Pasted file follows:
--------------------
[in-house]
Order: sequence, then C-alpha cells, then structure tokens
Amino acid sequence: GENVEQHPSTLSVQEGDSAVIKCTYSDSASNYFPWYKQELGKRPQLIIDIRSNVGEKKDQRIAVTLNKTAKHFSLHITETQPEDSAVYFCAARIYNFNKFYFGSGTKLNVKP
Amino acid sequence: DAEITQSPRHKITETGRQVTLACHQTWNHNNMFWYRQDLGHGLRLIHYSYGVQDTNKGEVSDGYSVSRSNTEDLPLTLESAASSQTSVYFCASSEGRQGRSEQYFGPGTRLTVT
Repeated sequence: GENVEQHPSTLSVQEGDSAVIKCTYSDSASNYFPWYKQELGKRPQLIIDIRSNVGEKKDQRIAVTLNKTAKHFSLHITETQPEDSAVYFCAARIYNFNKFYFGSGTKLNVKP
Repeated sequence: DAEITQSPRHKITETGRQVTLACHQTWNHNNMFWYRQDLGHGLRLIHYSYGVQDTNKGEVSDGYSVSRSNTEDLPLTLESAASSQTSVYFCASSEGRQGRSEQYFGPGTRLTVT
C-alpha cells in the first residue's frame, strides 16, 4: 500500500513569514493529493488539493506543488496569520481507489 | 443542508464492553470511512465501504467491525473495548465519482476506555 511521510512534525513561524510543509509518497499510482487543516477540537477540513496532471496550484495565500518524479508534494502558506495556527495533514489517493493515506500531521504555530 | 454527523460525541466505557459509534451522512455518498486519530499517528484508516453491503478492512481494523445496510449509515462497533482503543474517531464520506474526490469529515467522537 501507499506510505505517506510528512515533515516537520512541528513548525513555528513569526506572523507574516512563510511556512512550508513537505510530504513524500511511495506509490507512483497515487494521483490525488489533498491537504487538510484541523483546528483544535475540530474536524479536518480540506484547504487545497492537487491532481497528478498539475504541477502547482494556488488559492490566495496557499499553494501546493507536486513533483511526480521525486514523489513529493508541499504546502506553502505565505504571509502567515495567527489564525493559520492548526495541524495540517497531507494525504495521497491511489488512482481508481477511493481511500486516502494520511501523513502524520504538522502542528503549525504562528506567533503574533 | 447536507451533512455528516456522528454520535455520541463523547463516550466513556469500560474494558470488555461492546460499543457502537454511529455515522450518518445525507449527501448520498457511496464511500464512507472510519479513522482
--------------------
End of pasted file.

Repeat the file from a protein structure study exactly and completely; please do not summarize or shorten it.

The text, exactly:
[in-house]
Order: sequence, then C-alpha cells, then structure tokens
Amino acid sequence: GENVEQHPSTLSVQEGDSAVIKCTYSDSASNYFPWYKQELGKRPQLIIDIRSNVGEKKDQRIAVTLNKTAKHFSLHITETQPEDSAVYFCAARIYNFNKFYFGSGTKLNVKP
Amino acid sequence: DAEITQSPRHKITETGRQVTLACHQTWNHNNMFWYRQDLGHGLRLIHYSYGVQDTNKGEVSDGYSVSRSNTEDLPLTLESAASSQTSVYFCASSEGRQGRSEQYFGPGTRLTVT
Repeated sequence: GENVEQHPSTLSVQEGDSAVIKCTYSDSASNYFPWYKQELGKRPQLIIDIRSNVGEKKDQRIAVTLNKTAKHFSLHITETQPEDSAVYFCAARIYNFNKFYFGSGTKLNVKP
Repeated sequence: DAEITQSPRHKITETGRQVTLACHQTWNHNNMFWYRQDLGHGLRLIHYSYGVQDTNKGEVSDGYSVSRSNTEDLPLTLESAASSQTSVYFCASSEGRQGRSEQYFGPGTRLTVT
C-alpha cells in the first residue's frame, strides 16, 4: 500500500513569514493529493488539493506543488496569520481507489 | 443542508464492553470511512465501504467491525473495548465519482476506555 511521510512534525513561524510543509509518497499510482487543516477540537477540513496532471496550484495565500518524479508534494502558506495556527495533514489517493493515506500531521504555530 | 454527523460525541466505557459509534451522512455518498486519530499517528484508516453491503478492512481494523445496510449509515462497533482503543474517531464520506474526490469529515467522537 501507499506510505505517506510528512515533515516537520512541528513548525513555528513569526506572523507574516512563510511556512512550508513537505510530504513524500511511495506509490507512483497515487494521483490525488489533498491537504487538510484541523483546528483544535475540530474536524479536518480540506484547504487545497492537487491532481497528478498539475504541477502547482494556488488559492490566495496557499499553494501546493507536486513533483511526480521525486514523489513529493508541499504546502506553502505565505504571509502567515495567527489564525493559520492548526495541524495540517497531507494525504495521497491511489488512482481508481477511493481511500486516502494520511501523513502524520504538522502542528503549525504562528506567533503574533 | 447536507451533512455528516456522528454520535455520541463523547463516550466513556469500560474494558470488555461492546460499543457502537454511529455515522450518518445525507449527501448520498457511496464511500464512507472510519479513522482